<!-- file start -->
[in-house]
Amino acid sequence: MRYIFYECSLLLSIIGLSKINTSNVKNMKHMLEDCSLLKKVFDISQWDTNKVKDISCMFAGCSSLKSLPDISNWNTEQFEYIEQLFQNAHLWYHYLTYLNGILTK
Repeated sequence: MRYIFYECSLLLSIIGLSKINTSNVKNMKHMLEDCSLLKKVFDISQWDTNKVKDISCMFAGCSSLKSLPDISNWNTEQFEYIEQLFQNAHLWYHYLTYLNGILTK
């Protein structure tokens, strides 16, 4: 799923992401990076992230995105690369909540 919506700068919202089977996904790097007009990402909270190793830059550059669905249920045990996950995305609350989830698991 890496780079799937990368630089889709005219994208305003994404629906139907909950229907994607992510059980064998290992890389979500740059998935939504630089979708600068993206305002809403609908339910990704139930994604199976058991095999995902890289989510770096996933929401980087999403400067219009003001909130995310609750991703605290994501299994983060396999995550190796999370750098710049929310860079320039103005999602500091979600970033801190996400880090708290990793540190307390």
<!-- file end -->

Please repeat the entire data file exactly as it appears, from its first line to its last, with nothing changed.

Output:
[in-house]
Amino acid sequence: MRYIFYECSLLLSIIGLSKINTSNVKNMKHMLEDCSLLKKVFDISQWDTNKVKDISCMFAGCSSLKSLPDISNWNTEQFEYIEQLFQNAHLWYHYLTYLNGILTK
Repeated sequence: MRYIFYECSLLLSIIGLSKINTSNVKNMKHMLEDCSLLKKVFDISQWDTNKVKDISCMFAGCSSLKSLPDISNWNTEQFEYIEQLFQNAHLWYHYLTYLNGILTK
């Protein structure tokens, strides 16, 4: 799923992401990076992230995105690369909540 919506700068919202089977996904790097007009990402909270190793830059550059669905249920045990996950995305609350989830698991 890496780079799937990368630089889709005219994208305003994404629906139907909950229907994607992510059980064998290992890389979500740059998935939504630089979708600068993206305002809403609908339910990704139930994604199976058991095999995902890289989510770096996933929401980087999403400067219009003001909130995310609750991703605290994501299994983060396999995550190796999370750098710049929310860079320039103005999602500091979600970033801190996400880090708290990793540190307390």